Andrew Stotz 09:26
Yeah. And so for the listeners out there, the my interview with Frank was Episode 287. And I was really, I really liked Frank, but what I liked even more was he reached out after the show, to invite me into the networking hub where, you know, I just didn't really know what to expect. And as I said, I'm kind of on the other side of the world, so I don't really know how I plug into that. And but now, once a month, every Thursday, I've done it twice now that I've called in, and you know, I've met people like yourself and others through there and I just really, I'm Really like what he's doing. And so for those people that are interested in networking and learning more about networking, you can just learn more about networking by observing Frank, you know, go to Episode 287, the all the links to contact him in the show notes there. And, you know, get into it.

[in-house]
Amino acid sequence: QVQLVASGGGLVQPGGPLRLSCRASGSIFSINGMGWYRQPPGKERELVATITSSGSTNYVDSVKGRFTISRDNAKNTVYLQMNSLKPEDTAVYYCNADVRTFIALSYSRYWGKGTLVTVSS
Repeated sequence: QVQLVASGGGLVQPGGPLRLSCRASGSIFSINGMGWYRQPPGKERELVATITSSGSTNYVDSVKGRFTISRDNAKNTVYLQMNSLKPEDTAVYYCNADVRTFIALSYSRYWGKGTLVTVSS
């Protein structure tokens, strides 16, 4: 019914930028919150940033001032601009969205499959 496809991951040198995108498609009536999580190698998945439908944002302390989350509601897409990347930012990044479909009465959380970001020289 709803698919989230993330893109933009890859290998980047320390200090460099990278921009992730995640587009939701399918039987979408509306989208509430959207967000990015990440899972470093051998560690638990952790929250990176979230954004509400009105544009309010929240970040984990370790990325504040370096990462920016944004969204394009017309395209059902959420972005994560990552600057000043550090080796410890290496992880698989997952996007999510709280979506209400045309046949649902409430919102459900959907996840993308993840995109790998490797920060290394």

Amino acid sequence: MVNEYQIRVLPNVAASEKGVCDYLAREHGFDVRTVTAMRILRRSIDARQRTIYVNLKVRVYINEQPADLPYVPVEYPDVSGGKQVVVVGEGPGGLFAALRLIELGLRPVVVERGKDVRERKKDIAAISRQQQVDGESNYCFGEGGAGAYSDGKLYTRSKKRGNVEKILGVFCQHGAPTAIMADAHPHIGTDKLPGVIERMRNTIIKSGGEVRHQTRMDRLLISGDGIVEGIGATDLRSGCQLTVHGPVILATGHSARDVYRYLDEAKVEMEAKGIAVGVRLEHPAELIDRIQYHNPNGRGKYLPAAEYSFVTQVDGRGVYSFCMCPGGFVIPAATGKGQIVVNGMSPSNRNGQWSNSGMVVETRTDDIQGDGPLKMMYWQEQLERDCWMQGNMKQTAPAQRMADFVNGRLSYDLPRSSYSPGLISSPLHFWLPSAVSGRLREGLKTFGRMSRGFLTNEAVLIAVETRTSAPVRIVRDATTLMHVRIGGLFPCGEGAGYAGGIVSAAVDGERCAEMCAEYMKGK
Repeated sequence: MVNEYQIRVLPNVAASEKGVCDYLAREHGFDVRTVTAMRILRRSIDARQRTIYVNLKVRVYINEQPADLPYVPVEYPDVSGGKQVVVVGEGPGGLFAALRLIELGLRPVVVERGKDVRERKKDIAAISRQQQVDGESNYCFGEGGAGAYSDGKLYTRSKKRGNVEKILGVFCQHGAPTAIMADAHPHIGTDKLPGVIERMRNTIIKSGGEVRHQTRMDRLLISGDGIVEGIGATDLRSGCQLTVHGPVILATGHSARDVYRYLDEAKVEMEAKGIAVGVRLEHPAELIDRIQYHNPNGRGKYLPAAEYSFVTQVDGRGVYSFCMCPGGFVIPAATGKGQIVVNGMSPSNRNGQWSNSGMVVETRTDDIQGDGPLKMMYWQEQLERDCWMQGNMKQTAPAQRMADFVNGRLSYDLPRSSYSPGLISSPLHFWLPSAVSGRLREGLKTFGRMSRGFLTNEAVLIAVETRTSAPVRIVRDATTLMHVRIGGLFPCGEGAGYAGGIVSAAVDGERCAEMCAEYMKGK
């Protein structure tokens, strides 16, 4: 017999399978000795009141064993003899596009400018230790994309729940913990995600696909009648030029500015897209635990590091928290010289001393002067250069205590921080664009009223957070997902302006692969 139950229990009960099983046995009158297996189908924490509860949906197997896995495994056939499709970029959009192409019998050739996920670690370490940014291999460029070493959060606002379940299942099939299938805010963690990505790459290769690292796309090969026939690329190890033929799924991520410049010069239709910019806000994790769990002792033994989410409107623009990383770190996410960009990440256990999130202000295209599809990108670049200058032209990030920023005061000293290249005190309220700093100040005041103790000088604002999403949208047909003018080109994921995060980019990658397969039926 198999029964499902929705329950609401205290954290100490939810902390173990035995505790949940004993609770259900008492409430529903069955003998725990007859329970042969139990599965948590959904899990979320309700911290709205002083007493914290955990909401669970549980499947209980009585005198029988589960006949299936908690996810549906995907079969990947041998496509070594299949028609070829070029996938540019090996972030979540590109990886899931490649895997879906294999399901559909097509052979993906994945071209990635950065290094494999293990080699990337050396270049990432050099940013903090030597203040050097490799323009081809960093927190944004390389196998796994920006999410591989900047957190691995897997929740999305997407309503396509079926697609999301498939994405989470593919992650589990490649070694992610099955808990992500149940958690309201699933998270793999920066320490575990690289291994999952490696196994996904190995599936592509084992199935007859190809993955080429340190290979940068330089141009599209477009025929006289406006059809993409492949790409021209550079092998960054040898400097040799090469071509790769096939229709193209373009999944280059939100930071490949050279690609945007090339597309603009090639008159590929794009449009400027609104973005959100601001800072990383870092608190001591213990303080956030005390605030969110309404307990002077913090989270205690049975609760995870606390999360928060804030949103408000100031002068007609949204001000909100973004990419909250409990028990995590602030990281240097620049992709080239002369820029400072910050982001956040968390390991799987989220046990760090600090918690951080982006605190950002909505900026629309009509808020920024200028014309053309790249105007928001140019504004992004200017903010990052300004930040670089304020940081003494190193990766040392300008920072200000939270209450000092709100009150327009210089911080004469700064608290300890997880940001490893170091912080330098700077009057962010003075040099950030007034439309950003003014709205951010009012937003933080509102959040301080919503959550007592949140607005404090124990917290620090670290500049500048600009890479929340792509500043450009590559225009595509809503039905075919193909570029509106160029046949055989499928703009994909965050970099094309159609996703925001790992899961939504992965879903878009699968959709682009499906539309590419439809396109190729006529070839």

Jeff Nischwitz 10:17
So well, he's got to give her his heart for sure. And I have to what I'm chuckling at Andrew is, I was about to correct you on the day. That cuz you said Thursday said away. He's in Bangkok. I'm in Tampa, Florida. She asked you is that wow. Yeah,

Andrew Stotz 10:33
exactly. It's my day morning, rush. And by the way, for the people out there. You know, this is a great example of how Give, give give, Frank only gave. He's never asked me for anything. But because he gave so well. We're here we are talking about him. And that shows that when people give, people want to give back and they want to help. And so it's just evidence right there. So I think the challenge, we'll call it the Frank Hagen challenge to you today, listeners, his give of yourself today to one person to some people around you. Just give, ask nothing in return. And you'll be amazed. And if you did that on a regular basis, like Frank does, then you're going to be talked about all around the world.

Jeff Nischwitz 11:32
So hi to Bangkok, Thailand.

Andrew Stotz 11:35
Amazing. Alright, well, now it's time to get in to your worst investment ever. And since no one ever goes into their worst investment thinking will be. Tell us a bit about the circumstances leading up to it, then tell us your story.

Jeff Nischwitz 11:48